Which meetings have been the most important experiences? What´s been the highlights in your life so far?
Personal highlights for me have been meeting and working with people whose music I respect such as Nik Turner and Lemmy from Hawkwind, Steve Howe from Yes, rockabilly legend Wanda Jackson, and even Captain Kirk himself William Shatner!
What do you miss most nowadays from the music of past? What are your hopes and fears for the future of?
For me, the live music experience is no different today than it was in the past. There’s still that same excitement at clubs, still people doing coke in the bathrooms, smoking weed and drinking, having the time of their lives! One thing that could really change things, and that I hope to experience myself, is hologram performances. It would be amazing to see Elvis in concert, or Buddy Holly or Patsy Cline. That’s a big reason why we recently picked up the catalog of blues legend Junior Wells. As far as fears go, I fear that music as a product has been devalued by free streaming. I look forward to the day when the internet can be monetized - like, for instance, when you click on a photo on the web, a small amount of money would get kicked back to the photographer or whoever created the image. Without the people who make the content, there would be no internet!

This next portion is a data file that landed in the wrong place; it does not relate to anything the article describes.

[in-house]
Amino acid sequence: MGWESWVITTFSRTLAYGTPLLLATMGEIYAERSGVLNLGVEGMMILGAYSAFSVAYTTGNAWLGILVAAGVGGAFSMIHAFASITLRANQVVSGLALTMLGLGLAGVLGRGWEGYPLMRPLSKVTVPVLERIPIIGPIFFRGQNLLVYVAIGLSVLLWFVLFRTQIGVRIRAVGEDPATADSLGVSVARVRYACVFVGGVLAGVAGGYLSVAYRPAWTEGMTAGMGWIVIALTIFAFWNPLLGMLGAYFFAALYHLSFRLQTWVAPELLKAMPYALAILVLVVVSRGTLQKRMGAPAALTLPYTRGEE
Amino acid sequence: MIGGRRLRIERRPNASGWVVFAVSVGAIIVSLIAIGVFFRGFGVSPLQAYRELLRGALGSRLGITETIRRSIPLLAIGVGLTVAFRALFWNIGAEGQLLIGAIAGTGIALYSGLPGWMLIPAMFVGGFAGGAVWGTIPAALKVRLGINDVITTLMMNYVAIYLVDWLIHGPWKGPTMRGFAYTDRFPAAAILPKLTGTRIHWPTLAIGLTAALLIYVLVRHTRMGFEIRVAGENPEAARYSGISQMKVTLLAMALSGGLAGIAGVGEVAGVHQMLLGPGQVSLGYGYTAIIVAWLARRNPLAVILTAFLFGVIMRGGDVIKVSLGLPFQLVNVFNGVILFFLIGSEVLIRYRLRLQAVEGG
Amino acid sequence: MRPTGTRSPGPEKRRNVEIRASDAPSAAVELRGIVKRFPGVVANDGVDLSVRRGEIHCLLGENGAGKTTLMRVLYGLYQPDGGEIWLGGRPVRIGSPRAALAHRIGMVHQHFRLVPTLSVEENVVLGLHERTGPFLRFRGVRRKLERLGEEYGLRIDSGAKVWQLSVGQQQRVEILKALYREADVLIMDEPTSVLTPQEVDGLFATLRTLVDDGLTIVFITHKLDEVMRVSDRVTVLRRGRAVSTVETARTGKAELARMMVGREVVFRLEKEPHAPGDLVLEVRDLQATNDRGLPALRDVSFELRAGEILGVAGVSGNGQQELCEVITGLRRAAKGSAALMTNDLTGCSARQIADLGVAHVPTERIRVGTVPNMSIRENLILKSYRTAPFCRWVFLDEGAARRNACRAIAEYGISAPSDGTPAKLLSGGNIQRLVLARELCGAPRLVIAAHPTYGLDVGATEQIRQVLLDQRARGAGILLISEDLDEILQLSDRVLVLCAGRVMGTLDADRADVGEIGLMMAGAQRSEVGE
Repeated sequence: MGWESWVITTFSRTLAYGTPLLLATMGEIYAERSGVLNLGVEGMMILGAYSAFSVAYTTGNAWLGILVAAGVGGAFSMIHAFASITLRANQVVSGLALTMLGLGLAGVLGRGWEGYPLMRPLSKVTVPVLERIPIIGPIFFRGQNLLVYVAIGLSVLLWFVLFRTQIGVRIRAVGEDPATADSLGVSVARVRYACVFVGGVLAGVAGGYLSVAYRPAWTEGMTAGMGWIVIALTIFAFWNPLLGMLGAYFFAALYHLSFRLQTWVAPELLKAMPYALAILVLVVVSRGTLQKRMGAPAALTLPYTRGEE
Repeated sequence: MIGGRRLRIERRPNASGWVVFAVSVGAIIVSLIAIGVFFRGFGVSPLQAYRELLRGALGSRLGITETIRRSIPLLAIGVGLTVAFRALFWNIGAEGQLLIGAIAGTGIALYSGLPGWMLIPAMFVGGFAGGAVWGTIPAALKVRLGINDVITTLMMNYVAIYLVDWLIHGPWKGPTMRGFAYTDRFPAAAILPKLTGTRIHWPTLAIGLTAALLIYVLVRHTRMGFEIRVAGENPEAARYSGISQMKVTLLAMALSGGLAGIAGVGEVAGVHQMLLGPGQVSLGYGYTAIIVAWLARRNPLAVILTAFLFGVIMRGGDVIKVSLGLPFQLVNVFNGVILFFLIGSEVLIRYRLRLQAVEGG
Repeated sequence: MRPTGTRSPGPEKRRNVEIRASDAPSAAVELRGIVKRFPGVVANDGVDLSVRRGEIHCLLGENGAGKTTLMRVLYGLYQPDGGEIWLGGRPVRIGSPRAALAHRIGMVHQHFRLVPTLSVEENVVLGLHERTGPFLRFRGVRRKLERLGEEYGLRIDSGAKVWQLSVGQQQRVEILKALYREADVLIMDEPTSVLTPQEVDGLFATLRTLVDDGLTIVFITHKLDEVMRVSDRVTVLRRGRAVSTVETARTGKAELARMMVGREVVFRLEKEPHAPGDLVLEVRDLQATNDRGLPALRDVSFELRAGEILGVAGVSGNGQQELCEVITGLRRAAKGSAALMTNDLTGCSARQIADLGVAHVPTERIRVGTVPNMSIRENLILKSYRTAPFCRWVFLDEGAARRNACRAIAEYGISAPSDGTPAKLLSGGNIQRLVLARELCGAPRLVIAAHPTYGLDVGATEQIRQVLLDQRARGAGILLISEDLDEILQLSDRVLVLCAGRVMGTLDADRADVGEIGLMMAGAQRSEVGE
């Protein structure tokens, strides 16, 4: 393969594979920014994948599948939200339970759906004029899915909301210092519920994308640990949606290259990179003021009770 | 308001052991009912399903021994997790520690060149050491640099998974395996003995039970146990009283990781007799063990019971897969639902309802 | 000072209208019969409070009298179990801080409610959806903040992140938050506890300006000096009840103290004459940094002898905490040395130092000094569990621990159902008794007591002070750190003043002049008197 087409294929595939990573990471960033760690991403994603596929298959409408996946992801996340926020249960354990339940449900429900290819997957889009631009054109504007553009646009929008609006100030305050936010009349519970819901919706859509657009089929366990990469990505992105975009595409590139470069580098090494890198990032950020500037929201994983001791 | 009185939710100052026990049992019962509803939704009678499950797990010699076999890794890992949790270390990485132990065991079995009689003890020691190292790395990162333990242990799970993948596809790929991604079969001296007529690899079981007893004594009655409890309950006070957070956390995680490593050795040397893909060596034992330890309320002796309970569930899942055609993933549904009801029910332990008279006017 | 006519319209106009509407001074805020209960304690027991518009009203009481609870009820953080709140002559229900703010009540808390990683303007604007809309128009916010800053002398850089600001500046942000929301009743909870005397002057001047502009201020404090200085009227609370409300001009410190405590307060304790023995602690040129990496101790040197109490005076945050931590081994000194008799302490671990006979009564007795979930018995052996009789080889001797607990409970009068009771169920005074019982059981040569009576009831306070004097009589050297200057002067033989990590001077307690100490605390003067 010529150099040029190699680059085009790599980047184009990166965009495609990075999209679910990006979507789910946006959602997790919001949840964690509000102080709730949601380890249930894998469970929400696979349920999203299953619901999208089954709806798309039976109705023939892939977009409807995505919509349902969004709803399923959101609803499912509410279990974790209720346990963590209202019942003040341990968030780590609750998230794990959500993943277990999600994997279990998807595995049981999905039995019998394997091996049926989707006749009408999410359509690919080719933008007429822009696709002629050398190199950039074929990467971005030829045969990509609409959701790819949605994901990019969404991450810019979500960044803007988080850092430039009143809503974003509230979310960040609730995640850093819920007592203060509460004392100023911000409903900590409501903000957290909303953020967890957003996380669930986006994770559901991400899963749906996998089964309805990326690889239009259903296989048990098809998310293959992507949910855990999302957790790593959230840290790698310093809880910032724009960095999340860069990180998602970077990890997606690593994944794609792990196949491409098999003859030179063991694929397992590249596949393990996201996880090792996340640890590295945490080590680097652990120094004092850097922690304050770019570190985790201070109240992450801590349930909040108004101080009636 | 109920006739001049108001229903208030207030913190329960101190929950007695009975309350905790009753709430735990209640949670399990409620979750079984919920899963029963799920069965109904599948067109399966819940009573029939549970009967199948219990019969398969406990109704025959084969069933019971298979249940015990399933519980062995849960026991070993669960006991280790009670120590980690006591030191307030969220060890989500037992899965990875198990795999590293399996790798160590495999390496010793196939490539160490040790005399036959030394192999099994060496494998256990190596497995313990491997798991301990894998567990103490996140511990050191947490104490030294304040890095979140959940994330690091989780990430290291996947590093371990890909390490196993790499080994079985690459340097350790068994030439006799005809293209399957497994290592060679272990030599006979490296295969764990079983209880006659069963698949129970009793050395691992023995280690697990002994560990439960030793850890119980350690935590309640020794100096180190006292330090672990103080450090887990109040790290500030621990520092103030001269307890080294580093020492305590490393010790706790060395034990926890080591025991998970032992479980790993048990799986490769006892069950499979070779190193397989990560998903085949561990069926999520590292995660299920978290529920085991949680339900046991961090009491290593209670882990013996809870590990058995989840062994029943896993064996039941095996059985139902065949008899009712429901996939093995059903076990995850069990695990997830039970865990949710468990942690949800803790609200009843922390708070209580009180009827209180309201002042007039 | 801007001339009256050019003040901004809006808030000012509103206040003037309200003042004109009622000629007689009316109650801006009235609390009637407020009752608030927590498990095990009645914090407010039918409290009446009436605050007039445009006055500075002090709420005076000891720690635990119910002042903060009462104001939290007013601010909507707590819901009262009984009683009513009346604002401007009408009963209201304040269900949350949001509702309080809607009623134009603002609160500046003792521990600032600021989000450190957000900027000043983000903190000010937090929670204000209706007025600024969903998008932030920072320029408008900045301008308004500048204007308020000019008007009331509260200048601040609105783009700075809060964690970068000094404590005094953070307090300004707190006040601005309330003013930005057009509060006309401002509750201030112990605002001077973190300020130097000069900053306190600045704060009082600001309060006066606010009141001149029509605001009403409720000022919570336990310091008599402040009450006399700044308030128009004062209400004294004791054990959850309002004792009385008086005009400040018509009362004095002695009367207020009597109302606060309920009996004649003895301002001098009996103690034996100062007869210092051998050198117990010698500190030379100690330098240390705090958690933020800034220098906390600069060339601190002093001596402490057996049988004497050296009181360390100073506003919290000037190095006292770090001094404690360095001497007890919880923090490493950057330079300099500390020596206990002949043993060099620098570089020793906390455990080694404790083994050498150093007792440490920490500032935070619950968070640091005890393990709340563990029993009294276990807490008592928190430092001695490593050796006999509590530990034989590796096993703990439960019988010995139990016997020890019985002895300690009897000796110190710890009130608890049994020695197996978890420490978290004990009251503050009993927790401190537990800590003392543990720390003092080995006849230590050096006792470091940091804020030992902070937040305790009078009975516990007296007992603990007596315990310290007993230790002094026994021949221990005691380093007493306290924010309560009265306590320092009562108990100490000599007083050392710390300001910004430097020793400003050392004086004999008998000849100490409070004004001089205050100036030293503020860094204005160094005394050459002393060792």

If you could change one thing in the musical world and it would become a reality, what would that be?
The best thing for music is if it wasn’t available for free.
"If I’ve learned anything it’s that to really be in rock culture, you have to live and breathe it as a lifestyle not just a job. You can’t just treat like a part-time or even a full-time job. It has to be your whole life!" (Photo: Brian Perera with Big Jay McNeely and Shuggie Otis at Cleopatra Records)
What are the lines that connect the Blues, Garage, Gothic, Punk, Hard/Metal, Reggae, Psychedelic, and beyond?
It all stems from the blues, from Robert Johnson, who had a massive influence on artists like Jimmy Page, Hendrix, and Clapton/Cream, who in turn inspired psych rock and early heavy metal.
What has made you laugh lately and what touched (emotionally) you from the music industry and circuits?
The biggest laughs I get nowadays come from dealing with new artists who act like they’re in The Beatles. And when the attorneys and managers and agents start getting involved, that’s when I really start to laugh! As far as emotional experiences, I get very excited when I hear a new sound or style. Of course, everyone borrows from someone so it’s not the experience of hearing something totally new. But there is an excitement in hearing what new sounds bands come up with.
What is the impact of Rock n’ Roll music and culture to the racial and socio-cultural implications?
Music brings cultures together. That is as true today as it was in the early days of rock.
I would love to spend a day at the original 1969 Woodstock Festival. I’d love to watch all of those amazing artists perform on stage, but also to be in the crowd among the other music fans, meeting people, being a part of the community where if someone is cold, they get a blanket, if they’re hungry, they get fed. It’s that communal aspect of music that I always come back to.